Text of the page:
This is not to deny an important place for detecting forgeries, but there needs to be clear-cut evidence, e.g., blatant anachronisms, ill-gotten gain, inexplicable differences in style.

Paul expressly disapproves of pseudonymity (2 Thes 2:2; 3:17). As far as I can see, the category of canonical pseudepigrapha is a modern makeshift of scholars too liberal to accept the self-witness of Scripture and too spineless to sever their nominal ties with the Christian faith. See the pointed remarks by Ellis, The Making of the New Testament Documents, 322-24.

Honesty aside, there’s a deeper reason for Paul’s stance. He has premised the truth of his gospel on personal revelation (cf. Gal 1-2; 2 Cor 12:1ff.). A forger would lack the revelatory qualifications to present the Pauline gospel on his own authority. This is not the sort of task that can be delegated to a second party. Paul claims apostolic authority for his message. Normally, an Apostle had to be an eyewitness to the ministry of Christ (Acts 1:21-22). Paul is a quasi-exception inasmuch as he’s a virtual eyewitness—having seen and heard the Risen Lord in a vision. A forger cannot lay claim to this inspired backing—any more than I could. Again, the epistles are critical of fantastic and fanciful claims (1 Tim 1:4; 2 Tim 4:4; Tit 1:14; 2 Pet 1:16).

Yet the liberals are not through, for their fallback is to declare 2 Thessalonians unauthentic. In other words, what we really have in 2 Thes 2:2; 3:17 is a forger warning against forgery! But what’s the point of getting into an argument with a conspiracy theorist? In reading liberal literature one can’t help thinking of Gen. Ripper and his bottled water. Everything becomes grist for the cosmic cover-up. Again, though, if pseudonymity had been such an accepted practice, why is Paul at pains to distinguish his words from the ipsissima verba of Christ (1 Cor 7:10, 12,25; 1 Thes 4:15)? Why is Luke so scrupulous about distinguishing the "we-sections" (in Acts) from the scenes in which he was not a participant? Why is the author of Hebrews so conscientious about distancing himself from the eyewitnesses? Why is the author of the Fourth Gospel so indirect about identifying himself?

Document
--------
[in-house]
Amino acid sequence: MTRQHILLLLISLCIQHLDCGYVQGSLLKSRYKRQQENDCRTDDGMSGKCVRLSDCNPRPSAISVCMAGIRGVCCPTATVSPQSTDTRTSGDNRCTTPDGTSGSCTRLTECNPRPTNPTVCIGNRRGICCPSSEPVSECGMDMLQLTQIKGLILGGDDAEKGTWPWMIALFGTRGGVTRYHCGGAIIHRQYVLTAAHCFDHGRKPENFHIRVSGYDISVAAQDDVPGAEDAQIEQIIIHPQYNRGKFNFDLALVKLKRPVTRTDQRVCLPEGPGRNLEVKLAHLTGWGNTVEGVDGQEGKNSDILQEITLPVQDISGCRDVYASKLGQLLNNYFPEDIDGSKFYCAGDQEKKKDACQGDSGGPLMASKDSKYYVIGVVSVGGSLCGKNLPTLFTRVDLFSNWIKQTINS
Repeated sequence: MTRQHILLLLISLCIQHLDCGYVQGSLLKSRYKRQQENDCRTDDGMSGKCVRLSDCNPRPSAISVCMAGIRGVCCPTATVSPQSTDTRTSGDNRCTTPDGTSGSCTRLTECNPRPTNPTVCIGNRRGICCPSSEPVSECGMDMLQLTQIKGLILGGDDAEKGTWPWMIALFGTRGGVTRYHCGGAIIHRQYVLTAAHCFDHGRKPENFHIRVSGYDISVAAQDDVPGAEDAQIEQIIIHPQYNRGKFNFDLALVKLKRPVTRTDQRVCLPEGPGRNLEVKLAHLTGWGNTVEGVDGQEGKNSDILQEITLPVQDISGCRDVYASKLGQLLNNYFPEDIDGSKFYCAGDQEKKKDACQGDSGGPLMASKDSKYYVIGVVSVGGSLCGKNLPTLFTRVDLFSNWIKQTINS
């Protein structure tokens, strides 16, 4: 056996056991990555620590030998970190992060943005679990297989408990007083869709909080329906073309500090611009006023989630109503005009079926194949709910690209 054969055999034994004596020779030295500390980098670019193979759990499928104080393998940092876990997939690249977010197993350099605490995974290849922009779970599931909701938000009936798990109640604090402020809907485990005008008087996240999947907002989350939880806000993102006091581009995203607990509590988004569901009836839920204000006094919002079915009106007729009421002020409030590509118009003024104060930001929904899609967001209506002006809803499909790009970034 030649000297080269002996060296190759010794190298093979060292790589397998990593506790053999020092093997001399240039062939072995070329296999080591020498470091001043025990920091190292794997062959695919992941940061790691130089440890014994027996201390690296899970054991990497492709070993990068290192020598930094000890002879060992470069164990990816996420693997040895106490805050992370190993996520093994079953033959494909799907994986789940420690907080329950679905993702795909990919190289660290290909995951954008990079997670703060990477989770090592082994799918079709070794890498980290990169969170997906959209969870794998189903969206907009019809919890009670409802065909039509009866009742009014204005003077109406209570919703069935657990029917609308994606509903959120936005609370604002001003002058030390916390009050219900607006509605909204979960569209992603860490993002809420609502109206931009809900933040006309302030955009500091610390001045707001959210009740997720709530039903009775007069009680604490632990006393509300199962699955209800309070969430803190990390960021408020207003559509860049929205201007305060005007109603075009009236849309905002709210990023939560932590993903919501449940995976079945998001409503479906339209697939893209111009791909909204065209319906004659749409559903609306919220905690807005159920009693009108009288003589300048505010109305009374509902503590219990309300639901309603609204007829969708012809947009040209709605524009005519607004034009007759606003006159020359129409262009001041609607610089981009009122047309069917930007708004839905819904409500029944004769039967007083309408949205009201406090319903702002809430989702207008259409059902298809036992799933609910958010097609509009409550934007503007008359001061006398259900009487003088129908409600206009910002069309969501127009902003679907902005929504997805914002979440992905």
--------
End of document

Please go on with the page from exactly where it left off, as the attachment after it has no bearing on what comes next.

5. 2 Pet-Jude

2 Peter is the favorite target of attack due to the dramatic difference in style between it and 1 Peter. This calls for several replies:
i) Many of the same critics also deny the authenticity of 1 Peter. But unless 1 Peter supplies the standard of comparison, how would a deviation from the style of 1 Peter prejudice the authenticity of 2 Peter?